Brisbane, Australia – This week, Rio Tinto, one of the top 25 industrial greenhouse gas (GHG) producers in the world, accounting for 0.75 percent of global GHG emissions between 1988 and 2015, is holding its Annual General Meeting (AGM) and climate is a hot agenda item.
Rio Tinto advocates to “work hard to leave a lasting, positive legacy everywhere we work,” however, the allegations of bribery, corruption, human rights abuses and devastating, irreparable environmental damage in places like Panguna, Papua New Guinea, indicate that Rio Tinto needs to do more than just invest in good public relations.
The largest single member of the Minerals Council of Australia (MCA), Rio Tinto pays over $2.1million a year in membership fees. Their polished claims for sustainability through their work are bogus in light of their continued relationship with the MCA.
Last year, in a notice ahead of its Annual General Meeting in May, Rio Tinto said shareholders should vote against the proposed rule change that would have it set transition plans that adhere to the goals of the Paris Agreement to limit global warming to 1.5 degrees Celsius.
Their stance has not changed much with Rio Tinto’s expectations for the MCA to ensure that their policy on climate change and energy advocacy was consistent with the miner’s own, as well as the Paris Agreement which aims to limit global warming to “well below” 2 degrees Celsius. Although Rio Tinto initially said it would reconsider its support for the MCA and noted several advocacy “misalignments,” they also said that the breaches were “minor” and it would maintain its membership.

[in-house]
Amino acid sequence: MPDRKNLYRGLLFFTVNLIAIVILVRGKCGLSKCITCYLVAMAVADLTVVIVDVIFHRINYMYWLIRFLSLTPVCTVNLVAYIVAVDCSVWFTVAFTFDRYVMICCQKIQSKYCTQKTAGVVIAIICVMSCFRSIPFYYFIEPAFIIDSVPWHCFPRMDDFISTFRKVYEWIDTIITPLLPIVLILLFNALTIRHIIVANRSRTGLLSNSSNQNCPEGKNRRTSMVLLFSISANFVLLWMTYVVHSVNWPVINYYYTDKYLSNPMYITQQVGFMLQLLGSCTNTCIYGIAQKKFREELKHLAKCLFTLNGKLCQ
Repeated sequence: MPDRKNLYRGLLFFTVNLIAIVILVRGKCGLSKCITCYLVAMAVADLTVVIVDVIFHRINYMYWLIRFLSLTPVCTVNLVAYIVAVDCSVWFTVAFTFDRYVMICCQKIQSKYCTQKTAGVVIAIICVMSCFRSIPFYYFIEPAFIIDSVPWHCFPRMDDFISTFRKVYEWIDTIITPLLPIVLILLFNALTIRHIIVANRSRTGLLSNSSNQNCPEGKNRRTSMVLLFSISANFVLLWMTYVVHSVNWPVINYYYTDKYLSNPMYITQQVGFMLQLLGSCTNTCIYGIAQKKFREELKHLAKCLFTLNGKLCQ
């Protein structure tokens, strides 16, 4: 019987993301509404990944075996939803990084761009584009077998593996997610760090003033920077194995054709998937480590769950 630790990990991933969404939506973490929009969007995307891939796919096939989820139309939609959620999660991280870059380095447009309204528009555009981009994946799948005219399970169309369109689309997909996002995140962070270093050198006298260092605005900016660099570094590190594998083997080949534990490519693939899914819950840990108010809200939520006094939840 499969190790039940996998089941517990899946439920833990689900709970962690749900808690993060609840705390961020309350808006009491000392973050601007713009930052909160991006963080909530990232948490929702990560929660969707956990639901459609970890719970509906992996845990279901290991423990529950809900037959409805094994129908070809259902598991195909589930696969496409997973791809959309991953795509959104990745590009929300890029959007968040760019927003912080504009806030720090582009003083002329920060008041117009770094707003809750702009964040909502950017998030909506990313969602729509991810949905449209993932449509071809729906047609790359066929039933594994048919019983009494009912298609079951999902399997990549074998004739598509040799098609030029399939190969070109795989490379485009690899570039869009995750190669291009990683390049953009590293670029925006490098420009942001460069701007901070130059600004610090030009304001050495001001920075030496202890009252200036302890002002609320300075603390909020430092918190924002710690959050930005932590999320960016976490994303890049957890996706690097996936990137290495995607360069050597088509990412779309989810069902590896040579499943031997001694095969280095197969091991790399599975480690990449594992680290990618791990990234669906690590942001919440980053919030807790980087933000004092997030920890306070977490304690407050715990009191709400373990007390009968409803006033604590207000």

Fenton Lutunatabua, 350 Pacific Regional Director said:
“Pacific Islanders are calling for Rio Tinto to cut all ties with the MCA if it really is concerned about the issue of climate change and engaging in meaningful partnerships with civil society organisations and consumers.
Large corporations like Rio Tinto are the perpetrators of the devastation that continues to rob Pacific Island people of their basic human rights and undermine their cultural integrity by supporting the fossil fuel industry.
In the last ten years, the Pacific Islands have experienced 77 intense tropical cyclones, which claimed a total of 141 lives, of which 12 tropical cyclones occurred during the off-season. Compared to other countries, these numbers may not seem like a lot, but when you consider that the total population of inhabitants in the South Pacific is a mere 2.5million – those numbers hit hard.
Although the impacts of the fossil-fuelled crisis have been obvious in the Pacific, the reality is now more evident across Australia as bushfires ravage homes, wildlife, and livelihoods. More than 10 million hectares burnt across Australia and 3,000 homes and 7,000 buildings were destroyed during the 2019/20 bushfire season.”
This AGM is critical for Rio Tinto, especially in light of recent sentiments shared by chairman Simon Thompson, where he stated that the pandemic is no excuse for stalling on climate action. The Pacific is calling for Rio Tinto to turn advocacy into action and model climate leadership by ending its relationship with the Minerals Council of Australia.